Commuting, once accepted as an inevitable part of daily life, is being rethought, reimagined or done away with entirely. For roughly the past hundred years, most workers considered commuting something to put up with in order to remain gainfully employed. Now, heavily influenced by the pandemic and new hybrid working models, many people are questioning the need for a daily commute, as well as the methods and travel modes used to get to work. For many people around the world, commuting was (and still is) synonymous with spending many hours in a privately owned or even company-sponsored car, stuck in endless traffic jams and causing avoidable pollution.
The negative sustainable implications of commuting might seem obvious to people working in the mobility industry, many of whom have been trying to combat reliance on private cars for decades. After all, if road transport is responsible for 12% of global emissions, it should go without saying that commuting is a large part of that 12%. But “going without saying” is also quite literally the problem: today, emissions and pollution caused by commuting are largely going unreported and unmeasured.
Although it’s becoming more important for companies of all sizes to report on their emissions and sustainability strategies – and it will become even more so after the implementation of EU taxonomy regulation – very few businesses are focusing on or even mentioning the emissions caused by their employees’ daily commutes. According to internal research, only 3 out of the 10 largest companies in Switzerland, for example, are reporting on emissions caused by commutes.
There are guidelines in place for measuring commuting emissions, and part of the Greenhouse Gas protocol for Scope 3 emissions includes a separate chapter on commuting. But companies aren’t obliged to report on these so-called “Scope 3” emissions, or indirect emissions caused by the services of a company and its supply chain. In contrast, they are required to report on Scope 1 and 2, which are direct emissions such as the pollution caused by factories. For many companies, Scope 3 emissions make up 90 – 95% of total emissions, which makes it quite astonishing to consider that these emissions are not mandatory to include in sustainability reports.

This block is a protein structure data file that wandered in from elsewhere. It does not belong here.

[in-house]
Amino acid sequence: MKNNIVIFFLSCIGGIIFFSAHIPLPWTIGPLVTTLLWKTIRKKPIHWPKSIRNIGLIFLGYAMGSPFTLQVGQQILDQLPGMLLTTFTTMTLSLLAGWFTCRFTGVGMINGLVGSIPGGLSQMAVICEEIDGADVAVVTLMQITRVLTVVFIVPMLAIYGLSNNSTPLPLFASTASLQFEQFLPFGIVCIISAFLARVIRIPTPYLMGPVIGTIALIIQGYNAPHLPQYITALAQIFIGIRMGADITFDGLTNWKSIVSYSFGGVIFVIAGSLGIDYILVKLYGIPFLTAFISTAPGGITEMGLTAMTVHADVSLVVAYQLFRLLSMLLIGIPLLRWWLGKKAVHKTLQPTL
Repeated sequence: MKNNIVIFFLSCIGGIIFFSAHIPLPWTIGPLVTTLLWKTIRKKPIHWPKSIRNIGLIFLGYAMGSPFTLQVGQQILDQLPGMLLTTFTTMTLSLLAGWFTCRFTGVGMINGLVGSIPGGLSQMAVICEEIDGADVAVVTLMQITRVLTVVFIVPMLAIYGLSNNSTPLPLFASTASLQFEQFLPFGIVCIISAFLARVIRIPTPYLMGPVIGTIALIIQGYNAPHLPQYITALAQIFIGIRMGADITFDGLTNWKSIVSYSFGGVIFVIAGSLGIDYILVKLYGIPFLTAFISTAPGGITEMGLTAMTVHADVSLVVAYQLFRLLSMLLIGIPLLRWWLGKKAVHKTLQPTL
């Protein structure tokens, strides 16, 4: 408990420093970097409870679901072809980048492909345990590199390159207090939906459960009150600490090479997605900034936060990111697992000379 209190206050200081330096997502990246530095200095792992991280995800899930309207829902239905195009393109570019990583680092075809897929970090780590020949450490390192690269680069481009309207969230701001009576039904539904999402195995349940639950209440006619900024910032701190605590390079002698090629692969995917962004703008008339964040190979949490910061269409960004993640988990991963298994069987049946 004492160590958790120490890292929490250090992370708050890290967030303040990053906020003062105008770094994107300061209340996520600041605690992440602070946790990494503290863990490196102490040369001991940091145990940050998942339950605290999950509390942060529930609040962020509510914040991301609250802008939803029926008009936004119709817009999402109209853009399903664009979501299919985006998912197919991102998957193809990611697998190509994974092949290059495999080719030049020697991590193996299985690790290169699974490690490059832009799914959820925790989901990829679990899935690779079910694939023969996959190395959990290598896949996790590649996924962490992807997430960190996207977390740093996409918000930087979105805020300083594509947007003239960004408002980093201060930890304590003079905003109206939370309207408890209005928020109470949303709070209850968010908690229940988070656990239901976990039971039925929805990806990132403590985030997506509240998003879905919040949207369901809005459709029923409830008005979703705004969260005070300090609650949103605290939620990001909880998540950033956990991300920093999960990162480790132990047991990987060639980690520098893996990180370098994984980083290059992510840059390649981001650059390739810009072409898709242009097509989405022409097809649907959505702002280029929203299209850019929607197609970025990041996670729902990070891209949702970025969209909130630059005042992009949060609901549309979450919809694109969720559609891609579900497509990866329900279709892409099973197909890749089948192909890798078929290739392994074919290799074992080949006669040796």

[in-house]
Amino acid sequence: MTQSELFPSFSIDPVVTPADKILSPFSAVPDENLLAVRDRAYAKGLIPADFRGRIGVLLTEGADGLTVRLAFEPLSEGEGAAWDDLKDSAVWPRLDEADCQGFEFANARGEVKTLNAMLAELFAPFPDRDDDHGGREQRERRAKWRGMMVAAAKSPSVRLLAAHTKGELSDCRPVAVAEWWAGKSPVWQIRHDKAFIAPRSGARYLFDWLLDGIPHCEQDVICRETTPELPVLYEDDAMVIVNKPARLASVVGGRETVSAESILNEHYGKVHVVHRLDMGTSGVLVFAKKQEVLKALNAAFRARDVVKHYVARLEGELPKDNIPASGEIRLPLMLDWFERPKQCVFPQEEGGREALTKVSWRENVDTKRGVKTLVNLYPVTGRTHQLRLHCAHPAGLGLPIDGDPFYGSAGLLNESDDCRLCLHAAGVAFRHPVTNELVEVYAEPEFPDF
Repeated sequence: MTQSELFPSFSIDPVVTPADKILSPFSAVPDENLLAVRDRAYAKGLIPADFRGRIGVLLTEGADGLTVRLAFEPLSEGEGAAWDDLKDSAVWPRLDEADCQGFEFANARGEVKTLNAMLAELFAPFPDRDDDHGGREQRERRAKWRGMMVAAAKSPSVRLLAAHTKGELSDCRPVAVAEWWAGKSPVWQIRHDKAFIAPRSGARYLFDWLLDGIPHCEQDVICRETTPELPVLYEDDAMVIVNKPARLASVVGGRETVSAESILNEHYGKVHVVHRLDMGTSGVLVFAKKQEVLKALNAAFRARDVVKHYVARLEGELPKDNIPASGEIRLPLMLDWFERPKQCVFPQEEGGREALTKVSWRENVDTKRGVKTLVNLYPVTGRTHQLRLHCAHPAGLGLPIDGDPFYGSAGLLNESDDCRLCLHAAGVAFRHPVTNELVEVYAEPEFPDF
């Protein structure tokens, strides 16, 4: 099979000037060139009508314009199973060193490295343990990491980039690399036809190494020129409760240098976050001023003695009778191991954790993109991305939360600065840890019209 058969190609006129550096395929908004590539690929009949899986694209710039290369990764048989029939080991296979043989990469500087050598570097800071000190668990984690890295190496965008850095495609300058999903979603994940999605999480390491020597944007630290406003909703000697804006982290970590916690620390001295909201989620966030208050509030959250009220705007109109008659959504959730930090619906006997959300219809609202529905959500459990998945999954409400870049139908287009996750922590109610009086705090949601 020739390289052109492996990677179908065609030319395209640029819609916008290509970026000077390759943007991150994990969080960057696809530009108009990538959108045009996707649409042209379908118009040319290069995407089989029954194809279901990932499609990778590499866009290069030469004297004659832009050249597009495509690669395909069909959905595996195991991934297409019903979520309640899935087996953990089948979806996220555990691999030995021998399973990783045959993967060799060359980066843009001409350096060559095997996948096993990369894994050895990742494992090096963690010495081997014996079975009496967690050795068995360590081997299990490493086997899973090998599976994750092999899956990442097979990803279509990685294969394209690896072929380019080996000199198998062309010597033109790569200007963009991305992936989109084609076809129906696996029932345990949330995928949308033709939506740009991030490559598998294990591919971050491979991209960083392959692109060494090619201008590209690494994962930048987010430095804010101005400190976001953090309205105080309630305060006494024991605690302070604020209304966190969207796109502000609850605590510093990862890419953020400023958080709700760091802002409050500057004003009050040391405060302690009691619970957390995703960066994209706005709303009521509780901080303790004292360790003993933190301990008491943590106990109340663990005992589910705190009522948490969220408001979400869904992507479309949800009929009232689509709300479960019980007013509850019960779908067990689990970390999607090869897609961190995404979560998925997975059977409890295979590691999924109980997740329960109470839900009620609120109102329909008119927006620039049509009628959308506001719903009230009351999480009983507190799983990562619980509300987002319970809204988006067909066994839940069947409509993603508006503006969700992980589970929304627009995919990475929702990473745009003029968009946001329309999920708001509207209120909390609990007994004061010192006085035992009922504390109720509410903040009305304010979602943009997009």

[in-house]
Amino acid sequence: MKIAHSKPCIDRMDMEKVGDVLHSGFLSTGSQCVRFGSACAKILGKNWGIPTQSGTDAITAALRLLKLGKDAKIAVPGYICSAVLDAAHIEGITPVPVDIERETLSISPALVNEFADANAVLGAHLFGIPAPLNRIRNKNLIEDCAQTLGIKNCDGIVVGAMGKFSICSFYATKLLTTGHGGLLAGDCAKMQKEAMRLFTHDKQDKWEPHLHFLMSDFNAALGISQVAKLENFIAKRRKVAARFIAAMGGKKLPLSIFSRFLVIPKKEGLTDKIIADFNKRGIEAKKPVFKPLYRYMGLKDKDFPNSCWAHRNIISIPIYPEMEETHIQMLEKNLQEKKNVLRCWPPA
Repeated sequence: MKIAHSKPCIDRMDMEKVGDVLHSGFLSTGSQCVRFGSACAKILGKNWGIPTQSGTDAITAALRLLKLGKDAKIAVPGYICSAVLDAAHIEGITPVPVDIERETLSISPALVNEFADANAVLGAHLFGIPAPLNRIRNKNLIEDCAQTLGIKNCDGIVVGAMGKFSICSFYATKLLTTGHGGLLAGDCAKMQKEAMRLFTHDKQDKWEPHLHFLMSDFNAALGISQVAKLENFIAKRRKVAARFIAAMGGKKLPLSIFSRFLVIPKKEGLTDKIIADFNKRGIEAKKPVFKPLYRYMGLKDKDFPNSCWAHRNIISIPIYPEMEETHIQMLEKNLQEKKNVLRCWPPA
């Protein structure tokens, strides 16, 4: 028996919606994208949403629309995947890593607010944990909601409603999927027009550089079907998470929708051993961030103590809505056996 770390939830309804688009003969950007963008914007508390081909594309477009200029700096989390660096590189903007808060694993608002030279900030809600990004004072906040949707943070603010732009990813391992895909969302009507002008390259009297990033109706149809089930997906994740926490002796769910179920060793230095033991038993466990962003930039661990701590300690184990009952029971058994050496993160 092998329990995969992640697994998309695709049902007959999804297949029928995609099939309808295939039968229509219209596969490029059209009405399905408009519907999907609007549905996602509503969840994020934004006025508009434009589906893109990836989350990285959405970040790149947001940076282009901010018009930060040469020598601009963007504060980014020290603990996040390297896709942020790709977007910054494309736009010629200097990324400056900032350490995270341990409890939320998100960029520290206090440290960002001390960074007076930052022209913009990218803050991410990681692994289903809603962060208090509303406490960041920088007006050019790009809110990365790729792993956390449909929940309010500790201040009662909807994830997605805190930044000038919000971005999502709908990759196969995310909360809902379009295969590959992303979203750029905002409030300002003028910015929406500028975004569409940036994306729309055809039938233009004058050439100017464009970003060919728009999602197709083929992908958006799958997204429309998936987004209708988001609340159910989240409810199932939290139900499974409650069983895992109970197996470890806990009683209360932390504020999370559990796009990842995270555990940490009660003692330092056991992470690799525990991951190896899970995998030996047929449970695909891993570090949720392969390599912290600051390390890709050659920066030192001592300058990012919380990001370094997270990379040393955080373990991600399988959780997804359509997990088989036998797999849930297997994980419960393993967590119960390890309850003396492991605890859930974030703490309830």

Companies who are interested in measuring commuting emissions and empowering their employees to act more sustainably are mostly relegated to conducting surveys. These surveys are representative and imprecise, as they don’t include new mobility modes such as shared kick-scooters or e-bikes, and they paint a purely theoretical picture of daily travel routines. Detours, shared commuting, and active mobility are not measured.
Perhaps most importantly, this does not encourage behavioral change towards sustainable commuting. While it’s important for companies to be able to measure their impact and include their total emissions in their reporting, they should be able to use that “total number” as a starting point for compensating and reducing their emissions and creating alternatives – that is, they should be able to take action based on that knowledge.
So what can companies do to reduce emissions caused by commuting, besides speaking up and sharing their difficulties? A step in the right direction is to start a conversation around how employees are getting to work. The fact that switching from a fleet of company cars to public transit tickets or shared mobility services can make a positive difference, for example, should need no explanation.
One option would be a mobility budget solution such as the one we offer, which provides employees with an allowance that can be spent on a combination of mobility services. This app-based service includes functionality that lets both employer and employee track and eventually reduce their sustainable impact.
Employees naturally have a huge role to play in the process of rethinking the commute. After all, they’re the ones actually doing the commuting, and their opinions matter. It would be wise for any company looking to reduce their emissions to start by asking their employees what they need and want out of their commute. There’s a good chance they’ve already been thinking about the environmental impact of their daily travel habits.
As we continue to navigate the climate crisis in the future, companies will need clear guidelines, tools and frameworks for measuring, reducing and offsetting their emissions. Some of the world’s largest corporations produce mostly Scope 3 emissions such as those caused by the daily commuting of their workforce. As global governments enact regulation and work to create these guidelines, companies can do their part by empowering their employees to make their own choices and rethink commuting for good.